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Waddington Historical Society

A Small Town with a Big History

Waddington is a small town that has an amazing history. Our founding fathers, David Ogden, Thomas Ogden and Joshua Waddington, were closely connected with our nation’s founding fathers. Charlotte Ogden, wife of Gouverneur Ogden, was the sister-in-law of Elizabeth Seton – America’s first Catholic Saint.  Hank Monk, a legendary stagecoach driver who was featured in Mark Twain’s book Roughing It, was born and raised in Waddington before heading West.  James Ricalton, an American educator, inventor and photographer who circumnavigated the world seven times, captured the attention and support of Thomas Edison.  The list goes on and on, and we will continue to add history for you to explore on this page.

The Founding of Waddington

The town and village of Waddington’s founding begins with the land purchase of what was then known as the town of Madrid (which included both Madrid and Waddington today). Abraham Ogden and his sons, David and Thomas, purchased the land in 1793. In 1803, they transferred one third of the ownership to Joshua Waddington who had married their sister. The village was originally named Hamilton after one of our founding fathers.  In 1818, the village was then renamed Waddington after Joshua Waddington.

James Ricalton - Traveling and Photographing the Globe

James Ricalton was born on May 18th in 1884 at the Halfway House in the town of Waddington. Ricalton was an American school teacher, traveler, inventor and photographer. He traveled so extensively that he circumnavigated the globe seven times, traveling to more than 40 countries. After he retired from his travels he returned to Waddington, and he died here in 1929 and is buried in the Old Brookside Cemetery.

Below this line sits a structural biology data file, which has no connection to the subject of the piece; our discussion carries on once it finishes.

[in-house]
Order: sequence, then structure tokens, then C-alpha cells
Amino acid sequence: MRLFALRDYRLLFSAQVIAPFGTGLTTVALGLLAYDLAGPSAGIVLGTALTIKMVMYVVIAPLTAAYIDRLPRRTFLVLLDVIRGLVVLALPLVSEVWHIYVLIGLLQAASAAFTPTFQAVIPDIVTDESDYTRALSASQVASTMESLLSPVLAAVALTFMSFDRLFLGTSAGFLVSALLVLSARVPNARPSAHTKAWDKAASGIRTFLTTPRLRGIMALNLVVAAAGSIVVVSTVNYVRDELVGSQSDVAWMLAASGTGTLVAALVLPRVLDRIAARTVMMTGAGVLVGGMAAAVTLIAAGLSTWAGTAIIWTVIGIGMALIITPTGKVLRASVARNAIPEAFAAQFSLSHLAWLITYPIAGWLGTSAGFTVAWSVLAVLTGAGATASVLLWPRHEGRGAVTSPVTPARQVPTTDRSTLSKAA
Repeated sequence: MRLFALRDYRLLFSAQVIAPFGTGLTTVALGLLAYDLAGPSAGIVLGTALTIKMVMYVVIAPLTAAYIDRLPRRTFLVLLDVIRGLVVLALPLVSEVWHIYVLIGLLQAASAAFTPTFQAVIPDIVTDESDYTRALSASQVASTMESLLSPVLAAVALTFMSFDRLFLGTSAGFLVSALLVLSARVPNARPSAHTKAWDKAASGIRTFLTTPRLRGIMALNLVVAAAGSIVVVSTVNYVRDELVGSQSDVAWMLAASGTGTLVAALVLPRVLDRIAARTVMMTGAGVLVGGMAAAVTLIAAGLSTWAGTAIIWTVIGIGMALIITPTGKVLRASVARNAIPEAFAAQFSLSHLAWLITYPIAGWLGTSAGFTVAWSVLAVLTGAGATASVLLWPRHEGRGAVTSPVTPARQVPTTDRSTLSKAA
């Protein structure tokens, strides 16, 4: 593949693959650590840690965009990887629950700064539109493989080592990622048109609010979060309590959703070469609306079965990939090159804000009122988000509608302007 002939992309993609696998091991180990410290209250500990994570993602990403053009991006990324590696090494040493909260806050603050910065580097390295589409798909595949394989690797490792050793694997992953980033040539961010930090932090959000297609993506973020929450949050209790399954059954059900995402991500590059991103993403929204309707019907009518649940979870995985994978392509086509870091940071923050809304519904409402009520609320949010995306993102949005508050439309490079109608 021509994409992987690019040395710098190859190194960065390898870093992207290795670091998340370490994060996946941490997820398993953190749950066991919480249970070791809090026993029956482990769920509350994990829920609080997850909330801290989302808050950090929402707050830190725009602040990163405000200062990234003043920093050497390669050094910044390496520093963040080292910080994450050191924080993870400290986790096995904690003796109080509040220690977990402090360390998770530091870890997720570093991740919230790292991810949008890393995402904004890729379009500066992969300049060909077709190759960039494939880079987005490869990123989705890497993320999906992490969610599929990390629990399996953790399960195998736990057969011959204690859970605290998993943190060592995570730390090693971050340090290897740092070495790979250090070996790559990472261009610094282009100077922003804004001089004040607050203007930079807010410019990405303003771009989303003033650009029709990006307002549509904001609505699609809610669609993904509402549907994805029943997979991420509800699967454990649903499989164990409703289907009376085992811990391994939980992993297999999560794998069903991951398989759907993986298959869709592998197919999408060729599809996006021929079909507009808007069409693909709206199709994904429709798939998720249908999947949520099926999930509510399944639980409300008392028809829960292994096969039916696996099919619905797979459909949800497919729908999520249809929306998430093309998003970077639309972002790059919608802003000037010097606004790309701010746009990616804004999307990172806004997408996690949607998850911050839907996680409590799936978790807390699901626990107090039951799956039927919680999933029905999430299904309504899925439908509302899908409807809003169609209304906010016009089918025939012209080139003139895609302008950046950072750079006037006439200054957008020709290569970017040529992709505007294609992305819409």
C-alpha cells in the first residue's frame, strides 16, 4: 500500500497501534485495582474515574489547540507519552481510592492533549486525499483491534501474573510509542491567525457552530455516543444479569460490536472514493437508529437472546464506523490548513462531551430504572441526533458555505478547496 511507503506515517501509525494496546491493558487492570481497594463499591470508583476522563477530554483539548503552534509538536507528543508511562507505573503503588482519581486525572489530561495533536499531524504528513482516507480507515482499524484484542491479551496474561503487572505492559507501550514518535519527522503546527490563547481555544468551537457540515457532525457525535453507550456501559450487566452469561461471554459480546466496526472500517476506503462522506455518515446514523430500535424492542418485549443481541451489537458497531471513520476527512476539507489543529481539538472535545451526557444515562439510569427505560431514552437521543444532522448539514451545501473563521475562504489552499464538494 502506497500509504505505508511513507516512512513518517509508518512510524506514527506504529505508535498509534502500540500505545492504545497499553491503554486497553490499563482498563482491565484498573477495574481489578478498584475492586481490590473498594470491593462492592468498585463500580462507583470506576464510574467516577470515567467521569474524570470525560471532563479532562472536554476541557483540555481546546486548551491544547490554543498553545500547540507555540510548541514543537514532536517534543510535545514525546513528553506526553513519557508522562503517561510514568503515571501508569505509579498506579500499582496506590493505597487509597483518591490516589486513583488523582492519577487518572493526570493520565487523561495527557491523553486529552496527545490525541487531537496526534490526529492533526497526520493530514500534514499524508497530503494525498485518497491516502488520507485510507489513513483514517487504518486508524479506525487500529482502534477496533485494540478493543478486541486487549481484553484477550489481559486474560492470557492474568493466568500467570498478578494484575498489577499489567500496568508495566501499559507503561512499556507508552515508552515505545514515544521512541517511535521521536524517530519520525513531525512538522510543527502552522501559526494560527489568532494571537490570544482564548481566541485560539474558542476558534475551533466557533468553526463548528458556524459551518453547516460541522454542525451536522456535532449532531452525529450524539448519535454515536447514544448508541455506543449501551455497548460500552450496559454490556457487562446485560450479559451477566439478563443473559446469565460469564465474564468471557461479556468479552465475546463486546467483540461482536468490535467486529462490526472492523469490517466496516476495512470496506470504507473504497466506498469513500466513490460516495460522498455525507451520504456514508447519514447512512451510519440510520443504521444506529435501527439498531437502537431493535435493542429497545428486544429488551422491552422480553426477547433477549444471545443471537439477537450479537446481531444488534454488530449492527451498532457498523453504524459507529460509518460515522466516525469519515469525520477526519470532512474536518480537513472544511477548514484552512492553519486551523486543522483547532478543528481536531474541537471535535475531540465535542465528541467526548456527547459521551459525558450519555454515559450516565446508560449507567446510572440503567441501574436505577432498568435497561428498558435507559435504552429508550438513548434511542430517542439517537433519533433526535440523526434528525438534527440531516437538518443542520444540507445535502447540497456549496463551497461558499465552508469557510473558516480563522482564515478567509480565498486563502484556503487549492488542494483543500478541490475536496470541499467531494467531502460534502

Waddington's Connection to America's Founding Fathers

Both Thomas and David Ogden were law partners in Alexander Hamilton’s law firm. David Ogden and his uncle, Gouverneur Morris, were at the deathbed of Hamilton after he was shot by Aaron Burr on July 11, 1804. Gouverneur Morris is known as the “penman” of our Constitution. The village of Waddington was originally named Hamilton in his honor.

Isaac Johnson - From Slave to Stonecutter

Isaac Johnson was born in Elizabethtown, Nelson County, Kentucky, in 1844. His father was Richard Yeager, a white farmer, and his mother was Jane Johnson, an enslaved African from Madagascar. Although Jane Johnson was legally Yeager's property, the couple lived together as husband and wife and had four children, including Isaac Johnson. In 1851, Yeager, unable to face neighbors' criticism of his domestic arrangement, sold Jane and their children to various new masters and left the area. Isaac Johnson, who had not previously been aware of his enslavement, was thus abruptly separated from his mother and siblings at the age of seven. After a succession of owners and two failed escape attempts, Johnson finally achieved freedom when, during the Civil War, he fled his master's plantation and found refuge with a Union regiment marching through Kentucky.  In February 1864, Johnson enlisted in the First Michigan Colored Infantry, which eventually became part of the 102nd United States Colored Regiment. Eventually, he moved to Ontario, Canada and also lived in Waddington N.Y. He led the construction of the Waddington Town Hall in 1884.

Go West Young Man- History of Hank Monk

Henry "Hank" Monk was born some time between 1826 and 1828 in Waddington, New York. At the time of Hank's youth, Waddington was growing and becoming a metropolis of the area thanks to the power of the Saint Lawrence River and the rapids at Waddington. There were many businesses in Waddington when Hank was growing up and one of them was the Clark House Hotel. The Clark House had a stagecoach run to Massena and Fort Covington, which Hank ran at the early age of 12.

How the Seaway Changed Waddington

During the construction of the St. Lawrence Seaway, Waddington was spared some of the devastation that ten towns in Canada endured.  Some of the towns were re-located or downsized (Iroquois and Morrisburg), while others were completely submerged and are known as the Lost Villages.  Waddington was fortunate that many of the homes were saved or moved.  Below is a picture that appeared in the Watertown Daily Times and shows one of the houses that was moved in the Waddington area. 

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